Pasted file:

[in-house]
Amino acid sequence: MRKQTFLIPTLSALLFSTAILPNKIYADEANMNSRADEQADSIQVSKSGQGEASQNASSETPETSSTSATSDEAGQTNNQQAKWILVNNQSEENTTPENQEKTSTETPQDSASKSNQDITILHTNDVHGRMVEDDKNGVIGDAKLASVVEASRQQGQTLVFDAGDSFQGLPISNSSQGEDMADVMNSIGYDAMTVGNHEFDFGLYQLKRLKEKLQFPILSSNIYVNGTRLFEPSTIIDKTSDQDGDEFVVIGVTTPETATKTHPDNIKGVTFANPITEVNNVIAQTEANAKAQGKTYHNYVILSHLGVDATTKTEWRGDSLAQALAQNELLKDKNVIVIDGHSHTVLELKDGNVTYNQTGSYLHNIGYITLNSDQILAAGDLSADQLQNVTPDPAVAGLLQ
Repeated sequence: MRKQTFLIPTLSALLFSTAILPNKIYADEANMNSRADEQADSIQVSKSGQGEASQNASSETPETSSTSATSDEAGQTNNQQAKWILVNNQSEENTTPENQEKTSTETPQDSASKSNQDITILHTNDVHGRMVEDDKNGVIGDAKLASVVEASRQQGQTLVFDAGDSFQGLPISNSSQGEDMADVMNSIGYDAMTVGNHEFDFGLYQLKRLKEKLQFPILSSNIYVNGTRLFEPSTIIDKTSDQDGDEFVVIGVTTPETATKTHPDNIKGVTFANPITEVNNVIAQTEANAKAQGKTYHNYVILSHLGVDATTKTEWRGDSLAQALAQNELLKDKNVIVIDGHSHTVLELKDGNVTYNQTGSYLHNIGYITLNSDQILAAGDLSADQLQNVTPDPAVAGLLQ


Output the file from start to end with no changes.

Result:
[in-house]
Amino acid sequence: MRKQTFLIPTLSALLFSTAILPNKIYADEANMNSRADEQADSIQVSKSGQGEASQNASSETPETSSTSATSDEAGQTNNQQAKWILVNNQSEENTTPENQEKTSTETPQDSASKSNQDITILHTNDVHGRMVEDDKNGVIGDAKLASVVEASRQQGQTLVFDAGDSFQGLPISNSSQGEDMADVMNSIGYDAMTVGNHEFDFGLYQLKRLKEKLQFPILSSNIYVNGTRLFEPSTIIDKTSDQDGDEFVVIGVTTPETATKTHPDNIKGVTFANPITEVNNVIAQTEANAKAQGKTYHNYVILSHLGVDATTKTEWRGDSLAQALAQNELLKDKNVIVIDGHSHTVLELKDGNVTYNQTGSYLHNIGYITLNSDQILAAGDLSADQLQNVTPDPAVAGLLQ
Repeated sequence: MRKQTFLIPTLSALLFSTAILPNKIYADEANMNSRADEQADSIQVSKSGQGEASQNASSETPETSSTSATSDEAGQTNNQQAKWILVNNQSEENTTPENQEKTSTETPQDSASKSNQDITILHTNDVHGRMVEDDKNGVIGDAKLASVVEASRQQGQTLVFDAGDSFQGLPISNSSQGEDMADVMNSIGYDAMTVGNHEFDFGLYQLKRLKEKLQFPILSSNIYVNGTRLFEPSTIIDKTSDQDGDEFVVIGVTTPETATKTHPDNIKGVTFANPITEVNNVIAQTEANAKAQGKTYHNYVILSHLGVDATTKTEWRGDSLAQALAQNELLKDKNVIVIDGHSHTVLELKDGNVTYNQTGSYLHNIGYITLNSDQILAAGDLSADQLQNVTPDPAVAGLLQ